The US Air Force’s Wind Tunnel 9 is in high demand for testing at Mach 18

Hypervelocity Wind Tunnel 9 at the Arnold Engineering Development Complex in White Oak, Maryland is in high demand after a recent upgrade that has enabled it to recreate flows at speeds of Mach 18, the US Air Force has said.
High hypersonic vehicle testing at speeds of Mach 18 was started last summer after a 2 month calibration process. The long-awaited capability, which allows for testing at speeds never before realized in a US AIr Force Arnold Engineering Development Complex (AEDC) facility has been in high demand since the calibration was completed.

“Every customer this fiscal year has a portion of their test matrix that is using Mach 18,” said John Lafferty, Tunnel 9 technical director. “They have been waiting for this.”

Prior to the calibration of Mach 18, the maximum speed offered at Tunnel 9, or at any AEDC facility, was Mach 14. Customers needing results at higher Mach simulations would be required to extrapolate the Mach 14 test conditions to the higher Mach numbers.

“This allows them to build their aero database with more confidence at the high end of Mach numbers,” Lafferty said.

Wind Tunnel 9 can also be used for development of hypersonic reentry systems and boost glide concepts.

The Mach 18 capability is the result of decades of R&D, with calls for a wind tunnel capable of high hypersonic speeds dating back to the 1980s. However, early methodologies to design the nozzle and diagnostics systems to examine the physics of the flow proved immature. Because the flow quality of the nozzle was poor, the design was scrapped.

By the time higher Mach Number hypersonics again became a priority in the mid-2000s, computer-based modeling and simulation and diagnostic technologies had greatly advanced. A team was assembled at Tunnel 9 and a program aimed at achieving these higher Mach Numbers was designed.

Initial risk reduction efforts began in 2014 and focused on developing a new material for the nozzle, new laser diagnostics to verify the understanding of flow physics, and a new nozzle contour based on this understanding.

The US$6.5 million, three year long upgrade to Tunnel 9 was started in 2017. The upgrade project also received additional funding from the Hypersonic Test Capability Improvement Project.

The nozzle design and fabrication, the successful incorporation of the new nozzle throat material, and the diagnostic demonstration all occurred within the three-year timeframe and were completed within budget and on-schedule.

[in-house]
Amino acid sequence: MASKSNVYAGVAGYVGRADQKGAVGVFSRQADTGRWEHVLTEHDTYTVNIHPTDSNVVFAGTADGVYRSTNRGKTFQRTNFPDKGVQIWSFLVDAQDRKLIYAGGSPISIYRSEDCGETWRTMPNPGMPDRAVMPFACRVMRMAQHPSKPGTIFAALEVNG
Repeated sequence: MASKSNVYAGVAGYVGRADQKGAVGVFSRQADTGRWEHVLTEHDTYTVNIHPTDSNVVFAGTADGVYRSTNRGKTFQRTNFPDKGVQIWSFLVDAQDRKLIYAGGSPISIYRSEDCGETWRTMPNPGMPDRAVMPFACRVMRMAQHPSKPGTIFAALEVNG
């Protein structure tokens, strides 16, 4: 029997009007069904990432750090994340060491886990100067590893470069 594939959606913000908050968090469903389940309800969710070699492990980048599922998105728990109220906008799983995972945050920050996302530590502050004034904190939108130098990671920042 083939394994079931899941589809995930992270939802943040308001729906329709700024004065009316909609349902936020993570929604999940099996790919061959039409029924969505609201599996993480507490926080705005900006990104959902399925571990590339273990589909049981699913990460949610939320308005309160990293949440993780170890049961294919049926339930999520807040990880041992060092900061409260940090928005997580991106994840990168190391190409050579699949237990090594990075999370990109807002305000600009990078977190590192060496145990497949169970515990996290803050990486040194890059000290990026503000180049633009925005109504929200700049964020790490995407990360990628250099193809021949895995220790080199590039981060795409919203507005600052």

“Successfully completing this project required the coordination of multiple, separate, highly-technical efforts,” said Nicholas Fredrick, Tunnel 9 chief engineer.

An initial calibration using the final Mach 18 hardware occurred in April 2019. By the middle of that year, there had been several test entries at Tunnel 9 to demonstrate the feasibility of the Mach 18 capability. These tests helped determine whether the new nozzle throat material could survive and remain shape-stable at both Mach 14 and Mach 18 nozzle supply conditions and validate the Mach 18 nozzle with the new nozzle throats at the design condition.

More work followed, leading up to the full-calibration completed last year.

“Initial testing of the new Mach 18 capability revealed deficiencies in the high-press, high-temperature nozzle throat section design,” Fredrick said. “Data from the first entry was analyzed by AEDC engineers and subcontractors and design revisions were analyzed and subsequently implemented prior to the start of the second test entry.”

According to Lafferty, throughout the process of bringing Mach 18 to fruition, Tunnel 9 personnel gained knowledge that could be used to enhance other capabilities.

“This development has forced us to better understand our system and the resulting flow physics,” Lafferty said. “Our understanding of the flow physics is much improved and, thus, the resultant flow quality is outstanding. The potential exists to apply the lessons learned to a new Mach 14 nozzle with improved flow quality that will provide lower uncertainties for our customers.”

“The most satisfying thing is that customers are using it, and not just one or two. The first four customers following the calibration all are using it. We never anticipated that.”

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Ben has worked as a journalist and editor, covering technology, engineering and industry for the last 20 years. Initially writing about subjects from nuclear submarines to autonomous cars to future design and manufacturing technologies, he was editor of a leading UK-based engineering magazine before becoming editor of Aerospace Testing in 2017.

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